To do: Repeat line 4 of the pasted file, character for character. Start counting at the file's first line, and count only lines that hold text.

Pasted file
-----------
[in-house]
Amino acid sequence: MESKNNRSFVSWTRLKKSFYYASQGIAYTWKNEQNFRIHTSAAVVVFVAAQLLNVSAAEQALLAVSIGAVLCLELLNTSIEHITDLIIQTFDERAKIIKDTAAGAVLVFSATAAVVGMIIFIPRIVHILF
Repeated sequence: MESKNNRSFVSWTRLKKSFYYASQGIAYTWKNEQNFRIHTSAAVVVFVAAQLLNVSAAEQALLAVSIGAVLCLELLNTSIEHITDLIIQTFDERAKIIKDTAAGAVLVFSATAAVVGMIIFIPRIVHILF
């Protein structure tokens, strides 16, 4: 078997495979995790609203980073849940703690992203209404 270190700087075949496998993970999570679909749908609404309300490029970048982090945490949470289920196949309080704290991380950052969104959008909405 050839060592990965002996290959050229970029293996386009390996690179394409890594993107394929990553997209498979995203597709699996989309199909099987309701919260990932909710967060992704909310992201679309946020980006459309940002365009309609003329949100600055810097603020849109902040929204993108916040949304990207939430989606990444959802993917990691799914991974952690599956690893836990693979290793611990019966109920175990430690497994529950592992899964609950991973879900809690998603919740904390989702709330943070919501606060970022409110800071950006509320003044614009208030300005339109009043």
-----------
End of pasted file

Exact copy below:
């Protein structure tokens, strides 16, 4: 078997495979995790609203980073849940703690992203209404 270190700087075949496998993970999570679909749908609404309300490029970048982090945490949470289920196949309080704290991380950052969104959008909405 050839060592990965002996290959050229970029293996386009390996690179394409890594993107394929990553997209498979995203597709699996989309199909099987309701919260990932909710967060992704909310992201679309946020980006459309940002365009309609003329949100600055810097603020849109902040929204993108916040949304990207939430989606990444959802993917990691799914991974952690599956690893836990693979290793611990019966109920175990430690497994529950592992899964609950991973879900809690998603919740904390989702709330943070919501606060970022409110800071950006509320003044614009208030300005339109009043």